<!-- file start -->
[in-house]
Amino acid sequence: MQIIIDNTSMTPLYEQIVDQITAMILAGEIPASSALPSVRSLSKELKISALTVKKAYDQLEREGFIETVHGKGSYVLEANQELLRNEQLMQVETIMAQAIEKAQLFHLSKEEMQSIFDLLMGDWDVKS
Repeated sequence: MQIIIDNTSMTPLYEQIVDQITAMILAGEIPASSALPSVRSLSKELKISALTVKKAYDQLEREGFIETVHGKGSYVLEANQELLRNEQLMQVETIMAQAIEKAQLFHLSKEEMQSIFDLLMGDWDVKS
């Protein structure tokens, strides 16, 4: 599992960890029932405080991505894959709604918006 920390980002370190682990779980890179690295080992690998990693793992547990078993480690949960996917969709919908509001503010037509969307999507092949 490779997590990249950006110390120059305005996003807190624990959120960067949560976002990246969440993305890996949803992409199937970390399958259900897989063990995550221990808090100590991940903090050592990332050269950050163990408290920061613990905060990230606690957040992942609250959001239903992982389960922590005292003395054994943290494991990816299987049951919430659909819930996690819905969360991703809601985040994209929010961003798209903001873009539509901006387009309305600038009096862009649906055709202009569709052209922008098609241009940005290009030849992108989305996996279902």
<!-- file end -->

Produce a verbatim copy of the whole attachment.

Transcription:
[in-house]
Amino acid sequence: MQIIIDNTSMTPLYEQIVDQITAMILAGEIPASSALPSVRSLSKELKISALTVKKAYDQLEREGFIETVHGKGSYVLEANQELLRNEQLMQVETIMAQAIEKAQLFHLSKEEMQSIFDLLMGDWDVKS
Repeated sequence: MQIIIDNTSMTPLYEQIVDQITAMILAGEIPASSALPSVRSLSKELKISALTVKKAYDQLEREGFIETVHGKGSYVLEANQELLRNEQLMQVETIMAQAIEKAQLFHLSKEEMQSIFDLLMGDWDVKS
């Protein structure tokens, strides 16, 4: 599992960890029932405080991505894959709604918006 920390980002370190682990779980890179690295080992690998990693793992547990078993480690949960996917969709919908509001503010037509969307999507092949 490779997590990249950006110390120059305005996003807190624990959120960067949560976002990246969440993305890996949803992409199937970390399958259900897989063990995550221990808090100590991940903090050592990332050269950050163990408290920061613990905060990230606690957040992942609250959001239903992982389960922590005292003395054994943290494991990816299987049951919430659909819930996690819905969360991703809601985040994209929010961003798209903001873009539509901006387009309305600038009096862009649906055709202009569709052209922008098609241009940005290009030849992108989305996996279902």